Aviation Emergency Response Plan – Communication with Stakeholders

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SofemaOnline (SOL) www.sofemaonline.com considers stakeholder communication best practices.

Introduction

It should be noted that Commercial Airports worldwide are required to have an Airport Emergency Plan (AEP) in place which includes the capacity to set up and operate an Airport Crises Response function including setting up an Emergency Operations Centre.

Airlines should therefore understand that their role is to submit an airline emergency response plan (to the airport authority/operator) which integrates with (but is subordinate to) that of the airport’s equivalent plan (i.e. the AEP)

It should be noted that Commercial Airports worldwide are required to have an Airport Emergency Plan (AEP) in place which includes the capacity to set up and operate an Airport Crises Response function including setting up an Emergency Operations Centre.

Airlines should therefore understand that their role is to submit an airline emergency response plan (to the airport authority/operator) which integrates with (but is subordinate to) that of the airport’s equivalent plan (i.e. the AEP)

Who are the Interested Parties?

A Typical Emergency Event (Accident / Serious Incident) will typically involve multiple parties

  • Fire
  • Medical
  • Direct Stakeholders
  • Emergency Services (including possible military, paramilitary & search & rescue assistance)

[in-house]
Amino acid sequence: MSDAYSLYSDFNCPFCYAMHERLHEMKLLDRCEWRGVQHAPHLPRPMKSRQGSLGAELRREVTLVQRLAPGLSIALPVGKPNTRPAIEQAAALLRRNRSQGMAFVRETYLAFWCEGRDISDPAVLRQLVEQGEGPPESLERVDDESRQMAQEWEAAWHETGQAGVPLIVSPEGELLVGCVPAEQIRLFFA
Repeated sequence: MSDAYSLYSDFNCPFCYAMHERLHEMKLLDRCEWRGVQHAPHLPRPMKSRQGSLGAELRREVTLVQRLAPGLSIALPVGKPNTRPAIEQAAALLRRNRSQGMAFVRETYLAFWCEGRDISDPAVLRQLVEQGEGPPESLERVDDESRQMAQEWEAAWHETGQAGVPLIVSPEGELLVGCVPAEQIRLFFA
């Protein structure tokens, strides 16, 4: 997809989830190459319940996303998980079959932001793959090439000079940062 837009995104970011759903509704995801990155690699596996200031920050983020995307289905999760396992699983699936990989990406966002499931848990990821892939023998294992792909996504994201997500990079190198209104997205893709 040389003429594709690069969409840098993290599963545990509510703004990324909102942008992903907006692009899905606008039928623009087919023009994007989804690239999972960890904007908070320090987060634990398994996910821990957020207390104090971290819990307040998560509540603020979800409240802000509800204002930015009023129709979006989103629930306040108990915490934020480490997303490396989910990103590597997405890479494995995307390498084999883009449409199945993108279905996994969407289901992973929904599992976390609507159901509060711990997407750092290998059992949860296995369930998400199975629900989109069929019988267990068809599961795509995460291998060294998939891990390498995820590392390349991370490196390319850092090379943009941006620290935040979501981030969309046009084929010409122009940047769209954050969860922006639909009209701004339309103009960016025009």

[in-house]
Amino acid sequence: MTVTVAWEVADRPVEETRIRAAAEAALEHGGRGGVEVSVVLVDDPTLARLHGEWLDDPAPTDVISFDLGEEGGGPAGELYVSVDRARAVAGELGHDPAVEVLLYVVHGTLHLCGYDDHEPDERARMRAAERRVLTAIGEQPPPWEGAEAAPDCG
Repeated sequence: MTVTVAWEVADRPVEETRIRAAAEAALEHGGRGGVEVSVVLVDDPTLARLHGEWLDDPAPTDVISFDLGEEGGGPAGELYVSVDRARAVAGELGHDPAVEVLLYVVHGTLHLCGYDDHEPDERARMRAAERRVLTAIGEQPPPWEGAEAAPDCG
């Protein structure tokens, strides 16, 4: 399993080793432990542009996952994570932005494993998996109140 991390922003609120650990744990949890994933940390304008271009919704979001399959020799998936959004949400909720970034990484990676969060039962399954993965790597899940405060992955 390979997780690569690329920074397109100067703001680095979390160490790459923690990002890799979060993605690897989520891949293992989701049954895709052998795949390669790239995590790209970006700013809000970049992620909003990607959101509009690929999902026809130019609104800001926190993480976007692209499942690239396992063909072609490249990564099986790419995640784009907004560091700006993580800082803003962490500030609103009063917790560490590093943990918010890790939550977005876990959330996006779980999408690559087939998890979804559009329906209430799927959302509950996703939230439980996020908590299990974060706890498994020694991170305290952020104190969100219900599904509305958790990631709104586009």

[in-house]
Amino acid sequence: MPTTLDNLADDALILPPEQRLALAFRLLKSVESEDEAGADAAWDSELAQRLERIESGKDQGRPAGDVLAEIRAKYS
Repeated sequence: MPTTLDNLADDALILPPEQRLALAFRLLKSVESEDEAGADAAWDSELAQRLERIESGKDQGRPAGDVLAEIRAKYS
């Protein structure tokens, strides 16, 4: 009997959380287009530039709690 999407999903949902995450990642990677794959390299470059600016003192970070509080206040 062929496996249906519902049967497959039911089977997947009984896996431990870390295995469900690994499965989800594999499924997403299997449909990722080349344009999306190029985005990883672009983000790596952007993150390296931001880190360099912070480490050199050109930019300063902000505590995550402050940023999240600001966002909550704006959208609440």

• Airport Authorities / Airport Management Companies / Airport Operators
  • Ground Handling Organisations, Ramp Agents etc.
  • Health Authorities - Hospitals, Ambulance - Mortuaries etc.
  • Governmental - Air accident investigation Authorities
  • Manufacturer (Type Certificate Holder – TCH) Original Equipment Manufacturer (OEM)
  • Aircraft owners/lessors
  • Insurance companies/hull loss adjustors
  • Legal Representatives
  • Governmental authorities other - Humanitarian/welfare (psychosocial)
  • Support Operations - Family Assistance Plan - Victims and Family Support
  • Coroner / Medical Examiner
  • Local Government Authority
  • Volunteer – Religious Groups
  • Other Airlines / Code Share Partners
  • Embassies, consulates and similar
  • Sub-contract (external / commercial) specialist support teams

 

The above list provides guidance regarding the parties which an airline will typically be expected to engage with following a serious aircraft accident.

Ideally, a pre-planned, integrated crisis response approach between the operator and such organisations is highly beneficial but will usually be extremely difficult to achieve in practice.

Typically such a level of engagement is only available at main bases where there is sufficient engagement between the airline and airport.

Considering Typical Shortfalls

Lack of required crises support may be absent for a number of reasons

  • Lack of Competence
  • Lack of documentation crisis response plans, procedures, checklists etc
  • Inadequate finance
  • Lack of facilities (For example emergency ops centres, uninjured survivor reception centres, fire and rescue vehicles including ambulances etc.

Lack of trained and/or proficient manpower resources

Nevertheless, we still need to have the mechanism in place to cope with such unreliable and hoc and/or non-existent arrangements as far as is possible.

To access additional support documents please visit SAS download area - https://sassofia.com/download-area/#airline-ops-emergency-response-program


Next Steps

Sofema Aviation Services provides specific support related to ERP Training, Testing & Preparation of Process & Procedures – please see www.sassofia.com or email team@sassofia.com

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